PROVIDENCE, R.I. (WPRI) — Providence Mayor Brett Smiley says he’s hopeful the city will assume ownership of the Cranston Street Armory, but he’s unwilling to strike a deal without “a check from the state.”
The first-term mayor said Wednesday negotiations with Gov. Dan McKee to take over ownership of the state-owned building will likely continue throughout the fall. And while he’s hopeful the talks will result in the city taking control of the long-defunct building, he’s wary about city taxpayers having to pay for years of deferred maintenance under state ownership.
“I’m in discussions with the governor about taking the keys, but it also needs to come with a check from the state,” Smiley told 12 News. “There’s significant deferred maintenance.”
The negotiations began last month when McKee canceled a state contract with Scout Ltd., the company previously leading an effort to redevelop the historic building. At the time, a state-hired consultant JLL issued a report showing in part a Scout proposed plan would lose the state $10.5 million over the next 15 years.
But the relationship with Scout also ended after company executives spent months publicly feuding with McKee, triggered in part by a highly controversial business trip that two former state directors took in March to visit Scout executives in Philadelphia.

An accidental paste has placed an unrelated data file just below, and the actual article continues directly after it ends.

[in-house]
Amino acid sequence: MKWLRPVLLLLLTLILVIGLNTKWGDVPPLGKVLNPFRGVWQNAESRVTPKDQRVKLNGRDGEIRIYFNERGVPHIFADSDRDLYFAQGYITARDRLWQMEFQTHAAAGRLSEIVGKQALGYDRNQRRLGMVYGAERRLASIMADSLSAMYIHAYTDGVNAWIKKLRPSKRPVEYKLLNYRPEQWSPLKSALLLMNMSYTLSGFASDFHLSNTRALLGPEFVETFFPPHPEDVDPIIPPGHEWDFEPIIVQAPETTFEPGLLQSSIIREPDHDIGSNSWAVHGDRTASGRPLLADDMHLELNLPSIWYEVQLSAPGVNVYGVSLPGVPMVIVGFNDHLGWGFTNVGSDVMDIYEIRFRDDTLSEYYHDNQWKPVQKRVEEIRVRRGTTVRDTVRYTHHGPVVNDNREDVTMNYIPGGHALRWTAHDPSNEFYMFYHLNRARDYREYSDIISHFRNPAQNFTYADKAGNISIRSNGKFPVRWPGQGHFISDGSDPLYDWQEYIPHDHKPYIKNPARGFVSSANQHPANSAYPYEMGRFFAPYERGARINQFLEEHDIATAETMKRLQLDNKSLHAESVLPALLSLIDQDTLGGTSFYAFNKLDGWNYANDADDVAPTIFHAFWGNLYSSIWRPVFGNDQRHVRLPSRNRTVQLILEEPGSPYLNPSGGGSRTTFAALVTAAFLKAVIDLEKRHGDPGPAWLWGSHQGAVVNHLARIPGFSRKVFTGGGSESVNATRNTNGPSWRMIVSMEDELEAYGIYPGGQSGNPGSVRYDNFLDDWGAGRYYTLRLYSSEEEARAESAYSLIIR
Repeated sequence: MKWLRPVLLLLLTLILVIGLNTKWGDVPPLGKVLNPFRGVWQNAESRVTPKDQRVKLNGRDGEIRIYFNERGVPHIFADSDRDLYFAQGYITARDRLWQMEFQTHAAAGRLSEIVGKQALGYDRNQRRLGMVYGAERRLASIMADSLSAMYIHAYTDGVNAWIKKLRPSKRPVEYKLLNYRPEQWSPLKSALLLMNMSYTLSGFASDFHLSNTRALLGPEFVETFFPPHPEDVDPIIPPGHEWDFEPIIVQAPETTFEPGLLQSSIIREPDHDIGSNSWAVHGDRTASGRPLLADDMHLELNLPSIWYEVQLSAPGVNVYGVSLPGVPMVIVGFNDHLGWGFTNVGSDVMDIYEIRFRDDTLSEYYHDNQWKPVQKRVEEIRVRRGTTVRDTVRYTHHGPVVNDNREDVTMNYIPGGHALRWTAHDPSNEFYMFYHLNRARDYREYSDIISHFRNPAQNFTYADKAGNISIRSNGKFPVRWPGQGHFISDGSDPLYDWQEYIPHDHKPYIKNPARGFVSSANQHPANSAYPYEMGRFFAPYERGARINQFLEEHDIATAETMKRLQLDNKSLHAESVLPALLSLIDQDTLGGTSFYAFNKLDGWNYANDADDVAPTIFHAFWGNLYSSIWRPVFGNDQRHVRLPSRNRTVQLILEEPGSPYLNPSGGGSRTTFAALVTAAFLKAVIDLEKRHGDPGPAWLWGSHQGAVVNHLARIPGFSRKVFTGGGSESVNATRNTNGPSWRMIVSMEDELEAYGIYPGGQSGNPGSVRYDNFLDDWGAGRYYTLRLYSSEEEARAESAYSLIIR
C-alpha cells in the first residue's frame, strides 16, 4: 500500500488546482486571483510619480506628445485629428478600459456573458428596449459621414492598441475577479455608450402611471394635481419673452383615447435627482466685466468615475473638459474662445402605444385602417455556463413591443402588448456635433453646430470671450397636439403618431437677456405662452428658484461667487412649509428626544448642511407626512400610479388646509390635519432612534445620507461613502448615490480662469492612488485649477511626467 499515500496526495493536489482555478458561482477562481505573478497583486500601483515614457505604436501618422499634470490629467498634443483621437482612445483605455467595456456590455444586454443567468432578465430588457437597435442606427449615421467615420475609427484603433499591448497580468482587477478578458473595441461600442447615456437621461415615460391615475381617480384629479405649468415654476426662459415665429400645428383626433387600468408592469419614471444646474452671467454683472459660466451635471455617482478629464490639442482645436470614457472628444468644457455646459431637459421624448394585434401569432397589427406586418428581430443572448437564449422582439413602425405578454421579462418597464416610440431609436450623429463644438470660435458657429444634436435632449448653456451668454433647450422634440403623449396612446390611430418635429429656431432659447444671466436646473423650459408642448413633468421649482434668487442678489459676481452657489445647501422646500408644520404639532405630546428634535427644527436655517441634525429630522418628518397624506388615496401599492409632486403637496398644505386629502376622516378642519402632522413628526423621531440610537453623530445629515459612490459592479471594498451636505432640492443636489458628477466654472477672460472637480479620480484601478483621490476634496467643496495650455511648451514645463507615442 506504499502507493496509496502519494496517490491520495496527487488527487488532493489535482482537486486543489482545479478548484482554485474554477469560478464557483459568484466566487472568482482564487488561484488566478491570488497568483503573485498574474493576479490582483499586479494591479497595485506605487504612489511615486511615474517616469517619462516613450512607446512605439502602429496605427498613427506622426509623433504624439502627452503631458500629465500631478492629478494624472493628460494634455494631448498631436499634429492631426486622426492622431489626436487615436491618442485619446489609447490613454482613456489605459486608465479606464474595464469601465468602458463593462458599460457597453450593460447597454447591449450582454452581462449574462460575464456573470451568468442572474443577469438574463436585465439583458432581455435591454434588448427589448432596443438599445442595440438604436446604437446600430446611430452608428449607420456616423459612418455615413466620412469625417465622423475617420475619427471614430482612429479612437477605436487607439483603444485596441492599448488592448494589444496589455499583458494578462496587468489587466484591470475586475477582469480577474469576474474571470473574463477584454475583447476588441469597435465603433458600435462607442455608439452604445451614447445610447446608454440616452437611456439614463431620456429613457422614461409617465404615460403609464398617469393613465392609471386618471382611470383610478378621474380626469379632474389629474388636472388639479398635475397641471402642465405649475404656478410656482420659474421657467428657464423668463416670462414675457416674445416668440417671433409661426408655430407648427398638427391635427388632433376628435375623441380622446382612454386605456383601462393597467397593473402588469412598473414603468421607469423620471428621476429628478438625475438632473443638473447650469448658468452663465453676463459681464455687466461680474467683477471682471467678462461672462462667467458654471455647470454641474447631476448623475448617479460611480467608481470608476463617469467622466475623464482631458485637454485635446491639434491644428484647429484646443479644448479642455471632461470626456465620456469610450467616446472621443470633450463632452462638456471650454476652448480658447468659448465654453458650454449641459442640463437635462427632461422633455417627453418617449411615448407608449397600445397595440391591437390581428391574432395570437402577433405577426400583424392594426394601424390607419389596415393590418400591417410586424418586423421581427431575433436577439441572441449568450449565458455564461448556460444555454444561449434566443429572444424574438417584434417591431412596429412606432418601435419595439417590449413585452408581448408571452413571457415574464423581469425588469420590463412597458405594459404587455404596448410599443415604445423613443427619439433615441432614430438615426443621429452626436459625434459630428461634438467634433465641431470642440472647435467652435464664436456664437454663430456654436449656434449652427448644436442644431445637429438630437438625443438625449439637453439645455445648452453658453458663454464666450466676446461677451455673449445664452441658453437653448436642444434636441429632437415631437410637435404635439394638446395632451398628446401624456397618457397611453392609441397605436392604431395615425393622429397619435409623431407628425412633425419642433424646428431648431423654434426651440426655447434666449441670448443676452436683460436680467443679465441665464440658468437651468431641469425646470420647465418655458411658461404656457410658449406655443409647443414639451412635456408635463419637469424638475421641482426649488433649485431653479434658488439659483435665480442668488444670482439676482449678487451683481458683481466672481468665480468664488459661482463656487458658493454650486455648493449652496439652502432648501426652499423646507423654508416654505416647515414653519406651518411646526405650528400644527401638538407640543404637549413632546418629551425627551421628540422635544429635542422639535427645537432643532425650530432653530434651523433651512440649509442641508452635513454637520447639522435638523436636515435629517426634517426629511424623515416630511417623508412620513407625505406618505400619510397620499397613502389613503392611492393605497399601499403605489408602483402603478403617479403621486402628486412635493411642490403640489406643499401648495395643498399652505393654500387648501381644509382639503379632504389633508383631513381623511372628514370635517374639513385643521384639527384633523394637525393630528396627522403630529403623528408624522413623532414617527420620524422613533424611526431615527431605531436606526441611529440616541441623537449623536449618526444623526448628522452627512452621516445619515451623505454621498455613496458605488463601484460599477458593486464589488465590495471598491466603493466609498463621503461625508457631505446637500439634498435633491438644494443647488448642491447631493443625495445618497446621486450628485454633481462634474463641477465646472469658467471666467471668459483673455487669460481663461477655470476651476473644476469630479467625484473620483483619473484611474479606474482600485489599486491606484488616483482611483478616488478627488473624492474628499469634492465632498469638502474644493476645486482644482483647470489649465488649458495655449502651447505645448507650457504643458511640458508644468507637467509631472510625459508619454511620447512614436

The trip has since sparked a criminal investigation, along with a separate state ethics probe into the directors’ behavior. McKee is also under an ethics investigation for accepting a free lunch paid for by Scout lobbyist Jeff Britt in January.
McKee officials insist the Scout agreement only fell through because the plan would lose money, come with high development fees and include too much retail space that’s become less popular in a post-pandemic era. The governor has said the city is a bitter fit to deal with the building and whatever comes next.
“We’ve come to the conclusion that this is a local, community project — not a state project,” McKee said after canceling the contract with Scout.
But Smiley’s concerns about the cost of taking over the building are warranted.
Target 12 obtained internal documents earlier this year showing taxpayers would spend between $2 million and $3.5 million each year just to maintain the empty building, which is deteriorating and has substantial structural and plumbing issues. And those costs could become the biggest friction point during negotiations in the coming months.
Smiley said the city is “very open” to taking over the Armory, but only “if we can come to terms with the state on what is an adequate amount of funding that comes with the project to make sure the state’s deferred maintenance doesn’t become a burden to city taxpayers.”
Kim Kalunian contributed to this report.